Chapter 8: Managing Interpersonal Conflict
Interpersonal conflict is the disagreement between two or more connected individuals who perceive their goal as incompatible. Conflict occurs when people are interdependent, are mutually aware that their goals are incompatible or perceive each other as interfering with the attainment of their own goals.
Content and relationship conflict
Content conflict focuses on objects or events when relationship arguments center on the nature of the relationship.
Principles of conflict
Conflict can center on content or relationship issues, can be positive or negative, can be influenced by culture and gender and can have consequences.
-negative aspects of conflict
Conflict often leads to negative regard for the opponent. One reason for this is that many conflicts involve unfair fighting methods and are focused on hurting the other person. It may lead to you closing yourself off to the other person. May lead to further conflict.
The value of conflict is that it allows you to examine the problem and work towards a potential solution. If you and your opponent both use productive conflict strategies the relationship may well emerge from the encounter, stronger more confident and better able to stand up for yourself.
Conflict is influenced by culture
Culture influences both what people will have conflict about and how they will deal with it. The people you get into conflict with and the topics on which there is conflict vary greatly from culture to culture.
Conflicts most often involve violations of larger group norms and values such as failing in your role as family provider.
Conflicts are most likely going to occur when people violate expected norms.
Conflict is influenced by gender
There are many differences when it comes to men and women for conflict. Men are more apt to withdraw from a conflict situation. Men want to avoid the conflict while woman want to get closer to it. They want to talk about it and resolve it.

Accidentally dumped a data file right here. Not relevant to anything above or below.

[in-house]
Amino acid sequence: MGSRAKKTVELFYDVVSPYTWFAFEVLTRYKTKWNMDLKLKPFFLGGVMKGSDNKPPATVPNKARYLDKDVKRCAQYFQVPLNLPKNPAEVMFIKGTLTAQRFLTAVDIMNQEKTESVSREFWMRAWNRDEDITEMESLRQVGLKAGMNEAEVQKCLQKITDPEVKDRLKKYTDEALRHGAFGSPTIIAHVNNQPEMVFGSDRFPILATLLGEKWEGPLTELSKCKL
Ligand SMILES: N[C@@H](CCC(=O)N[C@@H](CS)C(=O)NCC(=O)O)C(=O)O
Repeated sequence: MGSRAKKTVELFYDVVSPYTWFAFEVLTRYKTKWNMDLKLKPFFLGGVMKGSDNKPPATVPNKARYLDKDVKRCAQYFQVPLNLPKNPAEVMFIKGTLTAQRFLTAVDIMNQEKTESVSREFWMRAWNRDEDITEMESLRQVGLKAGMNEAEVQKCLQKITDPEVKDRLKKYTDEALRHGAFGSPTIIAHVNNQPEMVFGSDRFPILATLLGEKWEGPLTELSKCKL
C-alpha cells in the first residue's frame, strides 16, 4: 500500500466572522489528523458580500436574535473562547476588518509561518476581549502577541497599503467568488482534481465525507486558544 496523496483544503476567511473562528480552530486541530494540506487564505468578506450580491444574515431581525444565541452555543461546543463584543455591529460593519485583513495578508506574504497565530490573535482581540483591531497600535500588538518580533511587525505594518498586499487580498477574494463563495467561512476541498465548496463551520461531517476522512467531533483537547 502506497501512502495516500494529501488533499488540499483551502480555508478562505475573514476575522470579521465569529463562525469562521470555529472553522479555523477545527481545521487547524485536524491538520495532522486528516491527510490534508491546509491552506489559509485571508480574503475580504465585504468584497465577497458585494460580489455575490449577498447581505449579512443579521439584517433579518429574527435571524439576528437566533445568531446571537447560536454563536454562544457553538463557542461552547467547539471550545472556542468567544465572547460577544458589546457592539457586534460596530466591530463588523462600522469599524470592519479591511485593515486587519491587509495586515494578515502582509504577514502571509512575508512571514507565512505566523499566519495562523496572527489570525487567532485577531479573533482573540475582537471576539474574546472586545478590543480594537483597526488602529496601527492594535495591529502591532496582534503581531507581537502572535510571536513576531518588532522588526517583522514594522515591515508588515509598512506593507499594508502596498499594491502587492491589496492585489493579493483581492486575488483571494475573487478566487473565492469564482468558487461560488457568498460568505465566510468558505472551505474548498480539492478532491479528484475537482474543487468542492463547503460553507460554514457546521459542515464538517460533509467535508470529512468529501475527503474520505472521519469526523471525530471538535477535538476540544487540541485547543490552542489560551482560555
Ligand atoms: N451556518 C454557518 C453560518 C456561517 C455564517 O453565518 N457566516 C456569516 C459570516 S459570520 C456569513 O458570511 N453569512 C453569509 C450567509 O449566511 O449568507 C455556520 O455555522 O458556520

Conflict styles have consequences:
I win, You lose: This style involves great concern for your own needs and desires and little for those of others. As long as your needs are met your happy. This philosophy leads to resentment on the part of the person who loses.
I lose, you lose: people who avoid conflict are usually not concerned with their or their opponents desires. They avoid any real communication about the problem.
I lose, you win: You sacrifice your own needs for that of the other individual. Your primary goal is to maintain harmony and peace in the relationship. Although this method may work short term, in the long run you’ll sense unfairness and may resent your partner.
I win, you win: You address both your own needs and those of the other person. This style is considered ideal. It enables each persons needs to be met.
I win and lose, you win and lose: It’s the strategy you may refer to as meeting half way. Some concerns for your needs and some for the other persons.
Conflict management strategies
The strategies will be influenced by certain factors, the goals to be achieved, emotional state, cognitive assessment of the situation, personality and communication competence and family history.
Avoidance and fighting actively
May involve the actual physical flight from the situation. May also take the form of emotional or intellectual avoidance, in which you would leave the argument psychologically by not dealing with any of the arguments or problems raised.
Special type of avoidance in which you refuse to discuss the conflict or listen to the other persons argument. May take the form of hammering your point away till the other person gives up.
Force & Talk